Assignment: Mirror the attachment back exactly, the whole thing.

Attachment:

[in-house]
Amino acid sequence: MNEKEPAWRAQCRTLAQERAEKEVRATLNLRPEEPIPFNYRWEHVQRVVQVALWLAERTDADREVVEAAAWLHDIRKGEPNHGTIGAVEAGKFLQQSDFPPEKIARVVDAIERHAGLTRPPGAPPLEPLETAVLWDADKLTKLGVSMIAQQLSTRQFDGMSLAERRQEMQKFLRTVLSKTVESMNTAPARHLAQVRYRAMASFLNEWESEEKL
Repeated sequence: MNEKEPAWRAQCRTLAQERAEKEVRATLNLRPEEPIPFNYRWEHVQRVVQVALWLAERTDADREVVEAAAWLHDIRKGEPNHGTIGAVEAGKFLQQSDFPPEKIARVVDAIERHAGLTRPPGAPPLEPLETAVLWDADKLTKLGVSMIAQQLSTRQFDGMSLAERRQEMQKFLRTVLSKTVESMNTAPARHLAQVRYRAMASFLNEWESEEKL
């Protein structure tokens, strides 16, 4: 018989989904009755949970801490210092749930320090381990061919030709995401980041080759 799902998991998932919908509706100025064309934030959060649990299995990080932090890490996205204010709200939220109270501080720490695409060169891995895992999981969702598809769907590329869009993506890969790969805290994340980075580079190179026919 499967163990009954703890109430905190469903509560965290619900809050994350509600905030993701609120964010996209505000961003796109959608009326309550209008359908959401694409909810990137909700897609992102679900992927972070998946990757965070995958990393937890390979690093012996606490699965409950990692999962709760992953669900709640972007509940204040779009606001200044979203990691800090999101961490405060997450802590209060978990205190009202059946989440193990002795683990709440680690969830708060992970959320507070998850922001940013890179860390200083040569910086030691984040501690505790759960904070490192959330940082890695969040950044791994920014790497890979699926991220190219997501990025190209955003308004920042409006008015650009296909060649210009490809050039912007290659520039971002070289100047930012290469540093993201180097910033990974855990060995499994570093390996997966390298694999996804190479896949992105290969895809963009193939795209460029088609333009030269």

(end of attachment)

[in-house]
Amino acid sequence: MNEKEPAWRAQCRTLAQERAEKEVRATLNLRPEEPIPFNYRWEHVQRVVQVALWLAERTDADREVVEAAAWLHDIRKGEPNHGTIGAVEAGKFLQQSDFPPEKIARVVDAIERHAGLTRPPGAPPLEPLETAVLWDADKLTKLGVSMIAQQLSTRQFDGMSLAERRQEMQKFLRTVLSKTVESMNTAPARHLAQVRYRAMASFLNEWESEEKL
Repeated sequence: MNEKEPAWRAQCRTLAQERAEKEVRATLNLRPEEPIPFNYRWEHVQRVVQVALWLAERTDADREVVEAAAWLHDIRKGEPNHGTIGAVEAGKFLQQSDFPPEKIARVVDAIERHAGLTRPPGAPPLEPLETAVLWDADKLTKLGVSMIAQQLSTRQFDGMSLAERRQEMQKFLRTVLSKTVESMNTAPARHLAQVRYRAMASFLNEWESEEKL
């Protein structure tokens, strides 16, 4: 018989989904009755949970801490210092749930320090381990061919030709995401980041080759 799902998991998932919908509706100025064309934030959060649990299995990080932090890490996205204010709200939220109270501080720490695409060169891995895992999981969702598809769907590329869009993506890969790969805290994340980075580079190179026919 499967163990009954703890109430905190469903509560965290619900809050994350509600905030993701609120964010996209505000961003796109959608009326309550209008359908959401694409909810990137909700897609992102679900992927972070998946990757965070995958990393937890390979690093012996606490699965409950990692999962709760992953669900709640972007509940204040779009606001200044979203990691800090999101961490405060997450802590209060978990205190009202059946989440193990002795683990709440680690969830708060992970959320507070998850922001940013890179860390200083040569910086030691984040501690505790759960904070490192959330940082890695969040950044791994920014790497890979699926991220190219997501990025190209955003308004920042409006008015650009296909060649210009490809050039912007290659520039971002070289100047930012290469540093993201180097910033990974855990060995499994570093390996997966390298694999996804190479896949992105290969895809963009193939795209460029088609333009030269």